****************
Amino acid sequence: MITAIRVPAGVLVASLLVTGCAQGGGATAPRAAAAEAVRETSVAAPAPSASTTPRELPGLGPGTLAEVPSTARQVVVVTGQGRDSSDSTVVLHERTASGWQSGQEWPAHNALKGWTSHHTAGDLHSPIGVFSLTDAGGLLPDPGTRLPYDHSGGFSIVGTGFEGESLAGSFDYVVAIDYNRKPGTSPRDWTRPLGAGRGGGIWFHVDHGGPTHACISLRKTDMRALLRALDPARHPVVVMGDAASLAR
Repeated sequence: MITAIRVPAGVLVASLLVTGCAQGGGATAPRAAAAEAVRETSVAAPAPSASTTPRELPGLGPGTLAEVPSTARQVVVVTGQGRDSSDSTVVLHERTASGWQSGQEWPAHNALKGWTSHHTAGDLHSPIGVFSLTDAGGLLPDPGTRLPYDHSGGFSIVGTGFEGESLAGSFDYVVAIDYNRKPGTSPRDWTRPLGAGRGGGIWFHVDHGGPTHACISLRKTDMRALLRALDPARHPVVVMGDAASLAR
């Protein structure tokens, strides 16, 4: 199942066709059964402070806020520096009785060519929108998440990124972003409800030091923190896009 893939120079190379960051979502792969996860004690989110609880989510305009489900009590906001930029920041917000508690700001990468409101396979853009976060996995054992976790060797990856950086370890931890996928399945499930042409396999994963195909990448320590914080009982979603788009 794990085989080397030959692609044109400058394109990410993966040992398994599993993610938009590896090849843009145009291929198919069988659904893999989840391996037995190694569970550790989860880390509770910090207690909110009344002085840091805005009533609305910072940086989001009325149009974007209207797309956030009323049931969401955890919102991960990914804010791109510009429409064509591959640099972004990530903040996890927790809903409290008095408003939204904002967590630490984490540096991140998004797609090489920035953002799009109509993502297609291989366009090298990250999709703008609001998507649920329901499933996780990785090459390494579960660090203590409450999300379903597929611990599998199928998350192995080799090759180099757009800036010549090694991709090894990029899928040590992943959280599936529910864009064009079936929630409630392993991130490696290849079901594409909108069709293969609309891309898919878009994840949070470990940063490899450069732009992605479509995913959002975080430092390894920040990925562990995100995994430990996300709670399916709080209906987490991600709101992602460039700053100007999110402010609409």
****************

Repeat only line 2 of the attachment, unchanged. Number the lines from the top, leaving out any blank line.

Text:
Repeated sequence: MITAIRVPAGVLVASLLVTGCAQGGGATAPRAAAAEAVRETSVAAPAPSASTTPRELPGLGPGTLAEVPSTARQVVVVTGQGRDSSDSTVVLHERTASGWQSGQEWPAHNALKGWTSHHTAGDLHSPIGVFSLTDAGGLLPDPGTRLPYDHSGGFSIVGTGFEGESLAGSFDYVVAIDYNRKPGTSPRDWTRPLGAGRGGGIWFHVDHGGPTHACISLRKTDMRALLRALDPARHPVVVMGDAASLAR